Tasers: Useful Tool or Excessive Force?
The United States Supreme Court has refused to hear two cases regarding the use of Tasers by law enforcement, missing an opportunity to clarify existing law and better protect Taser victims injured by law enforcement in the line of duty.
While the high court has yet to evaluate their use, many in the legal community question the use of these painful devices when trying to subdue individuals suspected of a crime.
A Missed Opportunity to Clarify Taser Law
In one case, three police officers from Seattle wanted a chance to clear their names from an excessive use of force ruling by the Ninth Circuit Court of Appeals. The officers had used a Taser three times on a pregnant woman in her third trimester of pregnancy, leaving her with permanent scars, although her baby was born unharmed.
The court ruled the officers had used excessive force, but it also ruled that the men could not be sued for their actions in civil court because the laws in 2004, the year the incident occurred, were unclear on the matter.
In the proceedings, the Seattle police officers called Tasers a “useful pain technique.” Indeed, many advocates of the use of Tasers believe they help save lives, since the devices are designed not to kill people but incapacitate them. However, the devices are not without their risks, and opponents believe they do more harm than good.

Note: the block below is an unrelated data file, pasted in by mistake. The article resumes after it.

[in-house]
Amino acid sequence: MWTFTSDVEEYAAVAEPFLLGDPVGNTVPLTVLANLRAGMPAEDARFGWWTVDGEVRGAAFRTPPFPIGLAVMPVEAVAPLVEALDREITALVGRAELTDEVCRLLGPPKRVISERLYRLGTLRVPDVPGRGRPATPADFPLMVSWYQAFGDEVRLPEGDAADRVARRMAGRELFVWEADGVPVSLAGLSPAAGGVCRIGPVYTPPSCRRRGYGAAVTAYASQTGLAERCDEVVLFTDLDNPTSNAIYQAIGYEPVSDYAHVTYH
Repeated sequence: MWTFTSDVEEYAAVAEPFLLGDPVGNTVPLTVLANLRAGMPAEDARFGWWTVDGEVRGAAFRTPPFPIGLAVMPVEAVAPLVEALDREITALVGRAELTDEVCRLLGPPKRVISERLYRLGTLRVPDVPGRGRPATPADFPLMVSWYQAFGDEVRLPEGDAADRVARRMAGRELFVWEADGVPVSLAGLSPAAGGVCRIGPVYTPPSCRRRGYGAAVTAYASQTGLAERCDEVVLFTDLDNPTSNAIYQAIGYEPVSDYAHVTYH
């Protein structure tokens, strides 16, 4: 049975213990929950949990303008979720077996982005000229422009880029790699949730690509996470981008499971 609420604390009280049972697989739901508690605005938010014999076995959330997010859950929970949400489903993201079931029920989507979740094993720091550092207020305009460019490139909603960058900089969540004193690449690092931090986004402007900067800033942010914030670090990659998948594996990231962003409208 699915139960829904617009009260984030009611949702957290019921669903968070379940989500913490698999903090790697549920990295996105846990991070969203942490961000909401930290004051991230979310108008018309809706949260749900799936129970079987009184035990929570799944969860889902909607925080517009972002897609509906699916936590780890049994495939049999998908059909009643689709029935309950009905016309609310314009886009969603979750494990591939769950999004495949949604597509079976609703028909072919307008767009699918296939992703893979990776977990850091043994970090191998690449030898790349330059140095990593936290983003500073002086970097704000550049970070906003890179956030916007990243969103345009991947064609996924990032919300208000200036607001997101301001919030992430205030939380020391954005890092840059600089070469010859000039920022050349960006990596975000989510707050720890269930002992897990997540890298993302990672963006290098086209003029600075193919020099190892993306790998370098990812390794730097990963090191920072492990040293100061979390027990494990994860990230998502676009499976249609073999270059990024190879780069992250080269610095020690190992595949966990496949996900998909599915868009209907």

Health Risks Associated with Tasers
The shock from a Taser is designed to override an individual’s nervous system, causing muscles to contract and the victim to fall to the floor. A typical Taser generates 26 watts and can issue a shock of 50,000 volts.
Though a typical, five-second shock does not cause serious harm to a healthy, sober adult, other groups are not so lucky. Unfortunately, many people with conditions that may result in serious injury from a Taser are not distinguishable from healthy individuals. Police may mistake these at-risk individuals for healthy adults, with tragic consequences.
For example, someone with a heart condition is virtually indistinguishable from any other healthy adult. Unfortunately, people with heart conditions are more likely to have serious complications from being incapacitated by a Taser. One complication that may arise from the shock of a Taser is ventricular fibrillation, which disrupts the heart’s function. People with heart disease are more susceptible to this complication than others.
Others who may be at risk include children, the elderly, drug users and those using psychiatric drugs. Since the health risks associated with Tasers are extreme and may result in death, it is important that the law is clarified to account for these complications.
At some point, the dangers of Tasers may outweigh the benefits. Presently law enforcement has not placed any restrictions on the use of Tasers, but such measures may be worth exploring. Limits such as using them only when apprehending someone suspected of a violent crime could save many from needless suffering. Currently, there may be too much temptation for law enforcement officials to rely on Tasers when confronting a suspect instead of using safer methods that may involve physical maneuvers.
If you or a loved one has been seriously injured by the shock of a Taser at the hand of law enforcement, you should speak with an experienced Minneapolis criminal defense attorney about your options.